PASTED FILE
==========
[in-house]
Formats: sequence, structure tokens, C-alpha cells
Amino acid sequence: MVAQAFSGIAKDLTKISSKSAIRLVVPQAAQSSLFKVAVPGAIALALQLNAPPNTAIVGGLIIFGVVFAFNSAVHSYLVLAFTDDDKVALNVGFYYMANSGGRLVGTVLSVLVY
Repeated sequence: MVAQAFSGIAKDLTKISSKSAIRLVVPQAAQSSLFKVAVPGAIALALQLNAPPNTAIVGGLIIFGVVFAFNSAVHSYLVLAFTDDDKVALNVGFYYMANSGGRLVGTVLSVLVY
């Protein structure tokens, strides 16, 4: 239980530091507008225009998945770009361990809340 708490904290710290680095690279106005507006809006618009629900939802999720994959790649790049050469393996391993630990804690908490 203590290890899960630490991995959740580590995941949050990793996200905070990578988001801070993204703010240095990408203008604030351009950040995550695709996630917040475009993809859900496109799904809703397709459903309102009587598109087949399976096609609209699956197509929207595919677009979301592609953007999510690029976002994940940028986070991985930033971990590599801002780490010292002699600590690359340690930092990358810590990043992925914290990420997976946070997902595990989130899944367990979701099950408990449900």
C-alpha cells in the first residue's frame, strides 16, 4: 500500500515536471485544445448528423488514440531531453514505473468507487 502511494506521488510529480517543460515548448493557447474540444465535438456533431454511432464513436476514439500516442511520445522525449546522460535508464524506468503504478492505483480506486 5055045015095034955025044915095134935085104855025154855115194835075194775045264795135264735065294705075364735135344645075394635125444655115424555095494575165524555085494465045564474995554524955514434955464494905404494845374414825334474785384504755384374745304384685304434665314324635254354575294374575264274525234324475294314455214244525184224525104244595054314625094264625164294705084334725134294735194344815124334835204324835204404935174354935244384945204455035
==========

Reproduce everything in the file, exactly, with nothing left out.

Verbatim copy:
[in-house]
Formats: sequence, structure tokens, C-alpha cells
Amino acid sequence: MVAQAFSGIAKDLTKISSKSAIRLVVPQAAQSSLFKVAVPGAIALALQLNAPPNTAIVGGLIIFGVVFAFNSAVHSYLVLAFTDDDKVALNVGFYYMANSGGRLVGTVLSVLVY
Repeated sequence: MVAQAFSGIAKDLTKISSKSAIRLVVPQAAQSSLFKVAVPGAIALALQLNAPPNTAIVGGLIIFGVVFAFNSAVHSYLVLAFTDDDKVALNVGFYYMANSGGRLVGTVLSVLVY
């Protein structure tokens, strides 16, 4: 239980530091507008225009998945770009361990809340 708490904290710290680095690279106005507006809006618009629900939802999720994959790649790049050469393996391993630990804690908490 203590290890899960630490991995959740580590995941949050990793996200905070990578988001801070993204703010240095990408203008604030351009950040995550695709996630917040475009993809859900496109799904809703397709459903309102009587598109087949399976096609609209699956197509929207595919677009979301592609953007999510690029976002994940940028986070991985930033971990590599801002780490010292002699600590690359340690930092990358810590990043992925914290990420997976946070997902595990989130899944367990979701099950408990449900």
C-alpha cells in the first residue's frame, strides 16, 4: 500500500515536471485544445448528423488514440531531453514505473468507487 502511494506521488510529480517543460515548448493557447474540444465535438456533431454511432464513436476514439500516442511520445522525449546522460535508464524506468503504478492505483480506486 5055045015095034955025044915095134935085104855025154855115194835075194775045264795135264735065294705075364735135344645075394635125444655115424555095494575165524555085494465045564474995554524955514434955464494905404494845374414825334474785384504755384374745304384685304434665314324635254354575294374575264274525234324475294314455214244525184224525104244595054314625094264625164294705084334725134294735194344815124334835204324835204404935174354935244384945204455035